News on Every Runtime
Fred Wilson, partner at Union Square Ventures, wrote a great piece last week responding to a16z’s Benedict Evans, specifically a point Evans made about runtimes. Runtimes are pieces software that run other software. A web browser is a runtime, because the browser is written in code, and websites — software that runs in the browser — is also written in code. Evans asked what the next dominant runtime would be after mobile apps:
For 15 years the internet was a monolith: web browser + mouse + keyboard. There were other options, but for most normal consumers the web and the internet were practically the same thing. The smartphone broke that apart, but we haven’t settled on a new model…. [Now] we’re looking for a new runtime — a new way, after the web and native apps, to build services. That might be Siri or Now or messaging or maps or notifications or something else again.
Wilson countered that the age of a single, dominant runtime is over. The next era of app development, he thinks, will occur across a range of runtimes, from messaging to maps. In this fragmented world, an app’s runtime will be determined by the nature of the service:
If I’m building a lunchtime meal delivery service for tech startups, that’s a Slack bot.
If I’m building a ridesharing service, that’s going to run in Google Maps and Apple Maps.
If I’m building a ‘how do I look’ fashion advisor service, that’s going to run in Siri or Google Now.
If I’m building an ‘NBA dashboard app,’ that is mostly going to run on the mobile notifications rails.
At Mic we’re thinking a lot about platforms, especially in the wake of services like Facebook Instant Articles and Apple News. If this fragmentation of runtimes happens, it will be fascinating but complicated for news organizations, because news will have a place on basically every one of them.
“News” is recently generated information of general-enough interest. People make better decisions when we have access to all information relevant to a decision. So one objective of news distributors could be making news available to a user at the moment of relevant decision-making. In this case, “decision-making” just means “use of an app.”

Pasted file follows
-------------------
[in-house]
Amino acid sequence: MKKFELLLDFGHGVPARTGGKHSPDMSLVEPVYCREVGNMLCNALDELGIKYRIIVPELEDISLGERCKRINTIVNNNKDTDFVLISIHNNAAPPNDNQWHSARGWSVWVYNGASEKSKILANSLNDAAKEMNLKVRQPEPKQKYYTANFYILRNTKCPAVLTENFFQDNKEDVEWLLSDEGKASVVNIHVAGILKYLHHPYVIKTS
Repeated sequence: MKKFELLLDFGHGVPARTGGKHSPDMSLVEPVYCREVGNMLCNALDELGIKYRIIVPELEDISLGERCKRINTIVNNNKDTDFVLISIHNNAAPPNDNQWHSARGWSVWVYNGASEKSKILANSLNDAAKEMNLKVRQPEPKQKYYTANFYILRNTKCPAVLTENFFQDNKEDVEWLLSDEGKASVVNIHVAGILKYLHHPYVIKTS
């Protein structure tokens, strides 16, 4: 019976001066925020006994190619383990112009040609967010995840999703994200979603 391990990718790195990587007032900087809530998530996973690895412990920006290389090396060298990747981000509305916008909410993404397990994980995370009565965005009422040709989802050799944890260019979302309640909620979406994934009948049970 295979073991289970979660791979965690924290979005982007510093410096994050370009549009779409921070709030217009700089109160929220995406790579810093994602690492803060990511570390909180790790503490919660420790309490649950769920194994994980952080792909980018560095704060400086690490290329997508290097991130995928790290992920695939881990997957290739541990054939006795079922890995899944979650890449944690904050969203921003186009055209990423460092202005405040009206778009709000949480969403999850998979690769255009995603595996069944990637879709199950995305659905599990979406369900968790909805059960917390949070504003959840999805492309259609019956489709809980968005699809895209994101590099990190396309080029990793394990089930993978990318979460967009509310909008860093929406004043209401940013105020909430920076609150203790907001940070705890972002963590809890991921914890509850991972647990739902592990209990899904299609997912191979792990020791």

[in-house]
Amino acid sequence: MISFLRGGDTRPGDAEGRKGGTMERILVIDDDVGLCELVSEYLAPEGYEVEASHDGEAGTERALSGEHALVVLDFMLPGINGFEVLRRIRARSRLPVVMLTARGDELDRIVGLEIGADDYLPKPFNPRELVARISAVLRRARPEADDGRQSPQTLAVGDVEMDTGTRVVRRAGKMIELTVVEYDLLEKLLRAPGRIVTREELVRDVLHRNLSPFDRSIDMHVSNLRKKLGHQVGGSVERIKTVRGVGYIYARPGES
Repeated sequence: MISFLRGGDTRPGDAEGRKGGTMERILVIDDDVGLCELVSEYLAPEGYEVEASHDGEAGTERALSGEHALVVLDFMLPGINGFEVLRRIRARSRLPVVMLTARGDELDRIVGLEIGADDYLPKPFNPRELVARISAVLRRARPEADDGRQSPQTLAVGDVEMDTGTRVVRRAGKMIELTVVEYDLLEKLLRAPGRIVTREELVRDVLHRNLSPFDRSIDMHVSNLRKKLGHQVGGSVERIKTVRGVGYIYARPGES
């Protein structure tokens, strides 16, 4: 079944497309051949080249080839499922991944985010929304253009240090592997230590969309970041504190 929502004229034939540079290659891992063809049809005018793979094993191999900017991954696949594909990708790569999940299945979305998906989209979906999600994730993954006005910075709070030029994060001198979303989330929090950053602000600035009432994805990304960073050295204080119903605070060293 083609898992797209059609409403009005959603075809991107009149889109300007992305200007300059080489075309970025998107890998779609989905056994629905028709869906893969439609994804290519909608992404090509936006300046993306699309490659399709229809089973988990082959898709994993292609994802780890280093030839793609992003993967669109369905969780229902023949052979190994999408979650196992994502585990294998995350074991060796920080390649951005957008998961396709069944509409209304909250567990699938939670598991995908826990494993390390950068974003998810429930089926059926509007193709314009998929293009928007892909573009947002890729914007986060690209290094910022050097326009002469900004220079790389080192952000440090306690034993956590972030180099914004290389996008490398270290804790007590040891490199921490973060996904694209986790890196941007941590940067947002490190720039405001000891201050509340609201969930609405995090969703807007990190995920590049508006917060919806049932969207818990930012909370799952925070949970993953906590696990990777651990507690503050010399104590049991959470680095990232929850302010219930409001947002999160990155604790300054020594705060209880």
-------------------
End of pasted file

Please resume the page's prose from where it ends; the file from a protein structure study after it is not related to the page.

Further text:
In the runtimes Wilson listed above, you can imagine:
- A Slackbot for biz dev channels that surfaces recent coverage of a brand when mentioned
- An integration with maps that surfaces hyperlocal news from a city block when you’re zoomed into it
- If I’m debating with a friend the name of the Mexican town where “affluenza” teen was captured (Puerto Vallarta)
- Too many notification examples to list
If apps crop up across a field of runtimes in the way Wilson described, there’s a broad opportunity for news distributors, but the way to capitalize on it isn’t yet clear. Maybe the answer is for news companies to index their editorial output into an API that allows a runtime’s personalization engine to find what it needs. Or maybe news companies help with personalization of news delivery, since so far platforms haven’t done a great job at that. Maybe each runtime needs an editor-in-chief.
If “the new runtime” is really a collection of use-specific runtimes, the exciting part for news companies will be experimenting with all the different platforms.